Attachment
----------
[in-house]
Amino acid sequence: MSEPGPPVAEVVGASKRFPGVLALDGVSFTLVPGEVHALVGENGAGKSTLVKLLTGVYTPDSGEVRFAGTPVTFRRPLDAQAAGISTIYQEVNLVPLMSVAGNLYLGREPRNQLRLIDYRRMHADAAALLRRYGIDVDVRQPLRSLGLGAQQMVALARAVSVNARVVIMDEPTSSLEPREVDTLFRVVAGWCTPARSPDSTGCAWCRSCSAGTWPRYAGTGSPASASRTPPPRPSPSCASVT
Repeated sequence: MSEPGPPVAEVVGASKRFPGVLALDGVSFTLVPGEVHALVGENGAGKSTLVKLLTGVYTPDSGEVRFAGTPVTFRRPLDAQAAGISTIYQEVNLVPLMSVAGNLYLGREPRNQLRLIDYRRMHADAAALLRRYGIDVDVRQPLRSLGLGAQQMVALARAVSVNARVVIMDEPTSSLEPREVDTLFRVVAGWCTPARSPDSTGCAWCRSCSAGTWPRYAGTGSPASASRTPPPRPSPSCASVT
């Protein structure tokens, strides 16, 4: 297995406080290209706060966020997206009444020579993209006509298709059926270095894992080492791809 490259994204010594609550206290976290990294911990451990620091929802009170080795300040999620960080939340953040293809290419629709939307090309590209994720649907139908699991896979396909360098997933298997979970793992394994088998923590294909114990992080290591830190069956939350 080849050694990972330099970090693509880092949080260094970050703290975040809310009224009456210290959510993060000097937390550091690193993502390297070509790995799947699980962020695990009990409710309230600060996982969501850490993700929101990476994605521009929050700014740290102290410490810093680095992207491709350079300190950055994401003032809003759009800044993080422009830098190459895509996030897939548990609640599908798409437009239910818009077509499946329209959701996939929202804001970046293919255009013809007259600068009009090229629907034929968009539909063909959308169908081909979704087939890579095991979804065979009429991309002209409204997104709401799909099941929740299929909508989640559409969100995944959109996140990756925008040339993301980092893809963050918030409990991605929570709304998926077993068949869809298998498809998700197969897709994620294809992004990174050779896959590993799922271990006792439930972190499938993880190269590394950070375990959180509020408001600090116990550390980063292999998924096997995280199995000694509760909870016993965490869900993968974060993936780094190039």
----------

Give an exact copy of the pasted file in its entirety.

[in-house]
Amino acid sequence: MSEPGPPVAEVVGASKRFPGVLALDGVSFTLVPGEVHALVGENGAGKSTLVKLLTGVYTPDSGEVRFAGTPVTFRRPLDAQAAGISTIYQEVNLVPLMSVAGNLYLGREPRNQLRLIDYRRMHADAAALLRRYGIDVDVRQPLRSLGLGAQQMVALARAVSVNARVVIMDEPTSSLEPREVDTLFRVVAGWCTPARSPDSTGCAWCRSCSAGTWPRYAGTGSPASASRTPPPRPSPSCASVT
Repeated sequence: MSEPGPPVAEVVGASKRFPGVLALDGVSFTLVPGEVHALVGENGAGKSTLVKLLTGVYTPDSGEVRFAGTPVTFRRPLDAQAAGISTIYQEVNLVPLMSVAGNLYLGREPRNQLRLIDYRRMHADAAALLRRYGIDVDVRQPLRSLGLGAQQMVALARAVSVNARVVIMDEPTSSLEPREVDTLFRVVAGWCTPARSPDSTGCAWCRSCSAGTWPRYAGTGSPASASRTPPPRPSPSCASVT
């Protein structure tokens, strides 16, 4: 297995406080290209706060966020997206009444020579993209006509298709059926270095894992080492791809 490259994204010594609550206290976290990294911990451990620091929802009170080795300040999620960080939340953040293809290419629709939307090309590209994720649907139908699991896979396909360098997933298997979970793992394994088998923590294909114990992080290591830190069956939350 080849050694990972330099970090693509880092949080260094970050703290975040809310009224009456210290959510993060000097937390550091690193993502390297070509790995799947699980962020695990009990409710309230600060996982969501850490993700929101990476994605521009929050700014740290102290410490810093680095992207491709350079300190950055994401003032809003759009800044993080422009830098190459895509996030897939548990609640599908798409437009239910818009077509499946329209959701996939929202804001970046293919255009013809007259600068009009090229629907034929968009539909063909959308169908081909979704087939890579095991979804065979009429991309002209409204997104709401799909099941929740299929909508989640559409969100995944959109996140990756925008040339993301980092893809963050918030409990991605929570709304998926077993068949869809298998498809998700197969897709994620294809992004990174050779896959590993799922271990006792439930972190499938993880190269590394950070375990959180509020408001600090116990550390980063292999998924096997995280199995000694509760909870016993965490869900993968974060993936780094190039």